Season in Review: Mississippi Braves
Cody Johnson, known for being a strikeout king who could also hit the ball a long way. Johnson struggled mightily in 2010, and finished up the year in Myrtle Beach, which is where he played most of 2009. Not the best career path, but for a player with as many holes in his swing as Johnson has, it was a necessary step. For the season over the 3 levels he played at (including a brief demotion to the GCL), his line was .212/.289/.398. A few positives to take out of this season for Cody...after his demotion to Myrtle Beach, he managed to cut his strikeout rate from an absurd 48.9% (which is absolutely stupefying to look at) to a more manageable 31.9%. His walk rate remained steady, from 9.7% with Mississippi to 9.9% with Myrtle Beach. He can survive with a strikeout rate resembling the one he had in Myrtle Beach. He can't survive striking out nearly 50% of the time, though. The .241 ISO he posted at Myrtle Beach is a lot more like the Cody Johnson that has been hyped since being drafted back in 2006. I assume he'll try again at Mississippi in 2011 and try to finally put it all together.
Mississippi's best hitter was not Johnson, to the shock of many. It was in fact 24 year old Willie Cabrera, who broke through in his second full season in AA. Including a week-long stint in Gwinnett, Cabrera's overall season line was .298/.359/.439. Not terribly sexy, but not bad by any means. Cabrera showed a knack for making contact, striking out only 42 times in 392 at bats. The 30 walks are a little low, though. Cabrera showed great doubles power, mashing 38 on the season, but only homered 5 times, good for a .141 ISO. He's not the most exciting prospect in the world, but Cabrera reminds me a little bit of Matt Young, another guy who puts up solid albeit unspectacular numbers.
A guy that captured my attention this year, and I'm really not sure why, is Cuban signee Yasser Gomez. Let me start by saying that Gomez is not a prospect by any stretch of the imagination: he's 30 years old. But for a guy fresh out of Cuba who only played in 38 games this season, he did some very odd things to catch my eye. First off, in those 38 games and 127 at bats, Gomez walked 19 games and only struck out 9 times. That is a K rate of 7.1% with a walk rate of 13.0%...two absolutely amazing numbers, even if you're a 30 year old in AA. But then, there was something else. In those 38 games, Gomez only had 3 extra base hits, all doubles. That gave him an ISO of only .023, the lowest mark I can ever recall seeing anywhere. I love the first 2 numbers in his stat line...its the third one that makes me shudder. .323! .411!.346? What the hell? So very random and bizarre. But yet, I'll continue to follow Gomez. His plate discipline astounds me.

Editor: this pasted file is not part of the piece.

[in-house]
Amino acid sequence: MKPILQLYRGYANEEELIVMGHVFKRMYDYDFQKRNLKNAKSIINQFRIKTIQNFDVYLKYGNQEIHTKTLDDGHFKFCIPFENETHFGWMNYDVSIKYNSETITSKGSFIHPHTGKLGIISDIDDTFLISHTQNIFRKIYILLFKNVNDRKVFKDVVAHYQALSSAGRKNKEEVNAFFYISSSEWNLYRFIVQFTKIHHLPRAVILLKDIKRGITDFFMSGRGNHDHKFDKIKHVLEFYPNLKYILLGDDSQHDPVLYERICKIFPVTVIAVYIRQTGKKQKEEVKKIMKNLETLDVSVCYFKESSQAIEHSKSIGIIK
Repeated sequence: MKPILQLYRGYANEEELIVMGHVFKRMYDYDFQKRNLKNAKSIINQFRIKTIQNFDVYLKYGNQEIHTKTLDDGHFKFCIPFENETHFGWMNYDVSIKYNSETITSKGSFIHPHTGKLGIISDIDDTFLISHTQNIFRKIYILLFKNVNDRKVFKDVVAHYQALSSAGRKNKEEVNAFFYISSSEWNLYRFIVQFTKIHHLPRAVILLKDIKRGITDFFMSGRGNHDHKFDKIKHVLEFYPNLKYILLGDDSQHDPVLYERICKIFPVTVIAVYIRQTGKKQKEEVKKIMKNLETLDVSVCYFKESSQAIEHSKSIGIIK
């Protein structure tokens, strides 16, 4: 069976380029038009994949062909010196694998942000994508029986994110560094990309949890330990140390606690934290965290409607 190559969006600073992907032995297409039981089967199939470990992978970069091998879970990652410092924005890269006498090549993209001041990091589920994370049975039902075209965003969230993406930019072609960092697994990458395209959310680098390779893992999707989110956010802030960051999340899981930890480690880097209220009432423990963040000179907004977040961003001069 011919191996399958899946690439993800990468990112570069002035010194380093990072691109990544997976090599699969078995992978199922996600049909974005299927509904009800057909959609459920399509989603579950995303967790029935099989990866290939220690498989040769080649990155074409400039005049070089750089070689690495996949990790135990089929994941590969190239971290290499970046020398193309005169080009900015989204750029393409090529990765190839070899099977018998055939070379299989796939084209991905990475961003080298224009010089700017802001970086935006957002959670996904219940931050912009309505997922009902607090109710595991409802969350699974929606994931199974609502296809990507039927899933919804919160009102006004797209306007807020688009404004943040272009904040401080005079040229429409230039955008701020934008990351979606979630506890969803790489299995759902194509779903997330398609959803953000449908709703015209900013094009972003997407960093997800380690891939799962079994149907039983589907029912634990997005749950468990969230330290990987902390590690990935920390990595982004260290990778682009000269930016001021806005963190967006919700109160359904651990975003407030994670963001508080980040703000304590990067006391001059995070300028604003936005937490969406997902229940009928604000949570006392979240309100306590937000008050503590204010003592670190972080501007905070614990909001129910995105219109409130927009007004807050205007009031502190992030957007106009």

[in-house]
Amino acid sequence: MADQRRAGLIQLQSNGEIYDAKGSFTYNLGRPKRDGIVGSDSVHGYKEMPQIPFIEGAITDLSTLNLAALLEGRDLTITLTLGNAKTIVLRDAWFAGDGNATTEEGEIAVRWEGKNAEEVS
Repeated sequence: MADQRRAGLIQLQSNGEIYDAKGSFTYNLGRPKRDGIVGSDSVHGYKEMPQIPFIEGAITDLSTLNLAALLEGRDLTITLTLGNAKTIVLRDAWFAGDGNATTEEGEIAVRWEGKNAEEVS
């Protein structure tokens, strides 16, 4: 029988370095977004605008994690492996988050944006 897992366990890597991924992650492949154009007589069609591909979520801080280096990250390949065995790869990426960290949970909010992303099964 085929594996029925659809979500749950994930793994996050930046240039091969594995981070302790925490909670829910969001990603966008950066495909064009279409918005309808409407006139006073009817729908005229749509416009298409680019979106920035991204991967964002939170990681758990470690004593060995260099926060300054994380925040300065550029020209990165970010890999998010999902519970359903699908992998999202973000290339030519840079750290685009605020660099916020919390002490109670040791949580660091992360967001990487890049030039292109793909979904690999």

Orlando Mercado was a midseason all-star for the M-Braves, and actually...he replicated a lot of what Gomez did. In his 291 at bats between Mississippi and Gwinnett, Mercado put together an underwhelming line of .265/.355/.306, for a Gomez-esque (but still much better...) .041 ISO. Mercado walked more than he struck out, 42 times to 39 on the season. This isn't some new skill from him either. Going back to 2005, he's walked more than he struck out in every year except for 2005, when the marks were even. He's organizational depth at catcher. But Mercado is a good piece of depth to have. Players who don't strike out a lot and walk a lot are always fun little toys to have around. Maybe his skills can rub off on some other, younger players.